Now remember the definitions that we made. Security is the Holy Spirit revealed fact that salvation is forever. Security is the               Holy Spirit revealed fact that salvation is forever. Assurance is the confidence that I possess that salvation. But I can't enjoy               assurance unless I understand that salvation, which is secure. Feeling that I'm in possession of a salvation that isn't secure               doesn't give me any assurance. Knowing the fact that salvation is secure doesn't give me assurance if I don't know I have               that salvation. So everything has to be built on the fact.

              Now there's an element of gospel truth that I want to mention specifically to complete this third point because of its major               role in the issue of assurance. I could speak about the cross and we could go into all of the matters of the work of Christ on               the cross, the marvelous miraculous work of Christ there and how it purchased our eternal salvation. But I want rather to               just look at one very important element and that is the resurrection. Leaving the cross for a moment and moving to the               resurrection, I want us to focus on it because I believe it is the heart and soul of understanding the fact of security, which is               the very foundation of assurance.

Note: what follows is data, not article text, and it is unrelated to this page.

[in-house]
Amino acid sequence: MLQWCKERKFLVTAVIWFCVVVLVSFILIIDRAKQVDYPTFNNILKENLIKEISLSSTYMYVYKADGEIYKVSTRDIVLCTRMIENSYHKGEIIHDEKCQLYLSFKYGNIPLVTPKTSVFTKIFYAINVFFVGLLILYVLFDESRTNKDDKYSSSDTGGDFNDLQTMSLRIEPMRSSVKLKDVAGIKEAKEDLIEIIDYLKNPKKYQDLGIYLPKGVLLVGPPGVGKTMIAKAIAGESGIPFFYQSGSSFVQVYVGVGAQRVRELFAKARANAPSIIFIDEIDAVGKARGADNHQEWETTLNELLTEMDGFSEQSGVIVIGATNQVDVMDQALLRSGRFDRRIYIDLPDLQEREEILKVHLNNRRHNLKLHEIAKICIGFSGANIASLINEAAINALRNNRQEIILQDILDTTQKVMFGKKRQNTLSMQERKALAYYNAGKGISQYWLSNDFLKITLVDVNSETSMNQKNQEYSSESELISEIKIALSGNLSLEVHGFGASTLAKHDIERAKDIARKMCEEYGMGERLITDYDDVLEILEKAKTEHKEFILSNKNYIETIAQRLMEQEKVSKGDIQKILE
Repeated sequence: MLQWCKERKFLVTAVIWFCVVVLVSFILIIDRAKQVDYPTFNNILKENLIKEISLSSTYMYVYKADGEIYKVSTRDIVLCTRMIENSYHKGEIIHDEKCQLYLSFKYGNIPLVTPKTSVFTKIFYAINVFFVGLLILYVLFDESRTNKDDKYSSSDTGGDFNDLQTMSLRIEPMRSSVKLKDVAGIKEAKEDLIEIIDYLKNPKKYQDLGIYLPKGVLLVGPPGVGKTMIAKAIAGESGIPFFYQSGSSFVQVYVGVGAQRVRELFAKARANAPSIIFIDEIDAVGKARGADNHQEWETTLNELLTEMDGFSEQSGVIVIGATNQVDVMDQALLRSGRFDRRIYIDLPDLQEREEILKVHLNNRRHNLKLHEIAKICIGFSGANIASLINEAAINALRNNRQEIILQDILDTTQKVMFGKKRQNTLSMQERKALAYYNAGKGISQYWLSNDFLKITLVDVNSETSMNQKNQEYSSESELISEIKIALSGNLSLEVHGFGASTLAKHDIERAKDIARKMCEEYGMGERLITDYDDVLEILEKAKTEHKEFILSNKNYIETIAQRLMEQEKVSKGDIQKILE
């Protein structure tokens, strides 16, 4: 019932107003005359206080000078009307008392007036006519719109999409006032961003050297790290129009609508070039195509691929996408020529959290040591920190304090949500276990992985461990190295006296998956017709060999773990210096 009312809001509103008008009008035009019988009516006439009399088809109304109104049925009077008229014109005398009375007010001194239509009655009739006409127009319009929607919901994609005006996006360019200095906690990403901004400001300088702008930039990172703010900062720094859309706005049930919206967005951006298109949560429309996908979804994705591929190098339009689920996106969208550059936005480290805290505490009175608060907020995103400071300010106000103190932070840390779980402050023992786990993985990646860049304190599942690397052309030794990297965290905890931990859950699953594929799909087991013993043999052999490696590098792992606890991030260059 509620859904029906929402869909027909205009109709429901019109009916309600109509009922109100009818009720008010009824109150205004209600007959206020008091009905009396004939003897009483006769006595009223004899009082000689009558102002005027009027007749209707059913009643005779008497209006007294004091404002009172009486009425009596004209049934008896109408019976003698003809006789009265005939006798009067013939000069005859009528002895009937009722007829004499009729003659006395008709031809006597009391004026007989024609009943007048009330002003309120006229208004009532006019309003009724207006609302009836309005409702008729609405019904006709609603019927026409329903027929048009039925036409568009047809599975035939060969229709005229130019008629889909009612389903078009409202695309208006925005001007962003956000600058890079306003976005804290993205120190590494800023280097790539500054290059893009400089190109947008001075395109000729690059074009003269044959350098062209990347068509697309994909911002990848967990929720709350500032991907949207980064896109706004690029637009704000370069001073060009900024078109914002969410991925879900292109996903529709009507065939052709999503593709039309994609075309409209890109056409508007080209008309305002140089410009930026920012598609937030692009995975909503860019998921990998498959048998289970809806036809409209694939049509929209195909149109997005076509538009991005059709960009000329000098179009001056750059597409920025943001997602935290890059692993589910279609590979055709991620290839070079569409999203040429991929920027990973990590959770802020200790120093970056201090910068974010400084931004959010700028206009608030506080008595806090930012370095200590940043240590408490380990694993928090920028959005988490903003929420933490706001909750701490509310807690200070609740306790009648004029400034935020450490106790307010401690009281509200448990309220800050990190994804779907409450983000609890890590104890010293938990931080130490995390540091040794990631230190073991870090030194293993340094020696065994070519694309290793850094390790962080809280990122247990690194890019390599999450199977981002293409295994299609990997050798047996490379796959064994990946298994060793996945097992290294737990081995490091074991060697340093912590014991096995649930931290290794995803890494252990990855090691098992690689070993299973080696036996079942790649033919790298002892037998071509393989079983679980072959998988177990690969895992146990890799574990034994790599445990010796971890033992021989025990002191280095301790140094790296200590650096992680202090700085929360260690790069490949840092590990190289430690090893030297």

The resurrection, now mark this in your mind very carefully, the resurrection of Jesus Christ was the proof positive that the               Lord's work on the cross effected a salvation that was eternally secure. Did you get that? The resurrection was the proof               positive that the Lord's work on the cross had effected a salvation that was eternally secure. The key then to security and               therefore the key to assurance, the cornerstone of it all is the resurrection of Jesus Christ from the dead. You say, "Why?"               First of all, it attested to the truthfulness of His claims. He said He was God, He rose from the dead to prove it. He said He               had come to accomplish the work of salvation, God raised Him from the dead to approve of His work and affirm that               indeed He had accomplished it. If He failed to come out of the grave, He wasn't who he claimed to be or He didn't do what               He claimed to do. That's the bottom line. If He was God and had the power over death and if He accomplished perfectly               the redemptive work and the Father raised Him from the dead, then we have confidence that salvation was fully               accomplished.